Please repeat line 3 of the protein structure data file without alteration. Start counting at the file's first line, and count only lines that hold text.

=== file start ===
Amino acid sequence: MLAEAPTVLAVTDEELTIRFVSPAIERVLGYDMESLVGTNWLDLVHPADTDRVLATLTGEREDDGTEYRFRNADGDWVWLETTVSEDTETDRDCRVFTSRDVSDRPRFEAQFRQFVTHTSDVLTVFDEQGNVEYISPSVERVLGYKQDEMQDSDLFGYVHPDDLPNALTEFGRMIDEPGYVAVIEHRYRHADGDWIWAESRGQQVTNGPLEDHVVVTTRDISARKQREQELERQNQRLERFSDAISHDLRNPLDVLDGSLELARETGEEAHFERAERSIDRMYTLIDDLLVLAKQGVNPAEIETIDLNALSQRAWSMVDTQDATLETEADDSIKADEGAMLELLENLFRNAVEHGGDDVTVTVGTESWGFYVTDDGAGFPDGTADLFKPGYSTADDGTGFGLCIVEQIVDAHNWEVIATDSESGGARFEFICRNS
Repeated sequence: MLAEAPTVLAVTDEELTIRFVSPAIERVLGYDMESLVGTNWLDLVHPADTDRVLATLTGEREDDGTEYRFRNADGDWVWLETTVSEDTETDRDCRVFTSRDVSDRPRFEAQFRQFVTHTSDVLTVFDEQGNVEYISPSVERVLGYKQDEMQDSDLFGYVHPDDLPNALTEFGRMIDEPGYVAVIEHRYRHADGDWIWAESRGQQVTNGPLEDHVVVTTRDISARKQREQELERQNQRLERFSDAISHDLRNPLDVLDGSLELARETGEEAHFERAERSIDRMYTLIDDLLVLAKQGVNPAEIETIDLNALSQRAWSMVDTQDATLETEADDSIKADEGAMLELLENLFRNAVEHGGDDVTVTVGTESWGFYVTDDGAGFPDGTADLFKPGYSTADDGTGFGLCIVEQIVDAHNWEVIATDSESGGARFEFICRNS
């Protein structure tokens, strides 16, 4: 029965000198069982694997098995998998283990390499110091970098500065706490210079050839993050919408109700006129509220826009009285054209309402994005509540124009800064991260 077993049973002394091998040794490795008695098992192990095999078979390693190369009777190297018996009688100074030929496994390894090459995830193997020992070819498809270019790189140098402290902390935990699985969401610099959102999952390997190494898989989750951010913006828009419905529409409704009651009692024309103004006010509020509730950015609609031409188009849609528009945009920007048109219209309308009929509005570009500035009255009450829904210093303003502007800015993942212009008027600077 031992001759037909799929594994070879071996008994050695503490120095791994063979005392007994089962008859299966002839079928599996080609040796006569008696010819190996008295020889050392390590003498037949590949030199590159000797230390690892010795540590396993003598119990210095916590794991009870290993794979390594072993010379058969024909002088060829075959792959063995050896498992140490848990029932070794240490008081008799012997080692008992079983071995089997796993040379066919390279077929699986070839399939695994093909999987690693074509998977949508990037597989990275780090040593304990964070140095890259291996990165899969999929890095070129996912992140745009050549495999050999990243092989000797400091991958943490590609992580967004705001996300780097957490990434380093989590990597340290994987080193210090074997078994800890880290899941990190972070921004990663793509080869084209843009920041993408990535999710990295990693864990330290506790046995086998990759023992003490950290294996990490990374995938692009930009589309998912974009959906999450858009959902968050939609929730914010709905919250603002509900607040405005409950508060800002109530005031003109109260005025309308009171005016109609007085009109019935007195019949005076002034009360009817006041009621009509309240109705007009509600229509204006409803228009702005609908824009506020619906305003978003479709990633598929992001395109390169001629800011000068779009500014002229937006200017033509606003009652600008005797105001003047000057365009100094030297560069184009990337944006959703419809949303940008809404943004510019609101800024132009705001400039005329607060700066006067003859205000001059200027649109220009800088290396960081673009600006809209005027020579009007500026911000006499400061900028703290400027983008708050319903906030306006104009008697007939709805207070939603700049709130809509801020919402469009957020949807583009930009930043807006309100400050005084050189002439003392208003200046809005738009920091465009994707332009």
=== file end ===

């Protein structure tokens, strides 16, 4: 029965000198069982694997098995998998283990390499110091970098500065706490210079050839993050919408109700006129509220826009009285054209309402994005509540124009800064991260 077993049973002394091998040794490795008695098992192990095999078979390693190369009777190297018996009688100074030929496994390894090459995830193997020992070819498809270019790189140098402290902390935990699985969401610099959102999952390997190494898989989750951010913006828009419905529409409704009651009692024309103004006010509020509730950015609609031409188009849609528009945009920007048109219209309308009929509005570009500035009255009450829904210093303003502007800015993942212009008027600077 031992001759037909799929594994070879071996008994050695503490120095791994063979005392007994089962008859299966002839079928599996080609040796006569008696010819190996008295020889050392390590003498037949590949030199590159000797230390690892010795540590396993003598119990210095916590794991009870290993794979390594072993010379058969024909002088060829075959792959063995050896498992140490848990029932070794240490008081008799012997080692008992079983071995089997796993040379066919390279077929699986070839399939695994093909999987690693074509998977949508990037597989990275780090040593304990964070140095890259291996990165899969999929890095070129996912992140745009050549495999050999990243092989000797400091991958943490590609992580967004705001996300780097957490990434380093989590990597340290994987080193210090074997078994800890880290899941990190972070921004990663793509080869084209843009920041993408990535999710990295990693864990330290506790046995086998990759023992003490950290294996990490990374995938692009930009589309998912974009959906999450858009959902968050939609929730914010709905919250603002509900607040405005409950508060800002109530005031003109109260005025309308009171005016109609007085009109019935007195019949005076002034009360009817006041009621009509309240109705007009509600229509204006409803228009702005609908824009506020619906305003978003479709990633598929992001395109390169001629800011000068779009500014002229937006200017033509606003009652600008005797105001003047000057365009100094030297560069184009990337944006959703419809949303940008809404943004510019609101800024132009705001400039005329607060700066006067003859205000001059200027649109220009800088290396960081673009600006809209005027020579009007500026911000006499400061900028703290400027983008708050319903906030306006104009008697007939709805207070939603700049709130809509801020919402469009957020949807583009930009930043807006309100400050005084050189002439003392208003200046809005738009920091465009994707332009």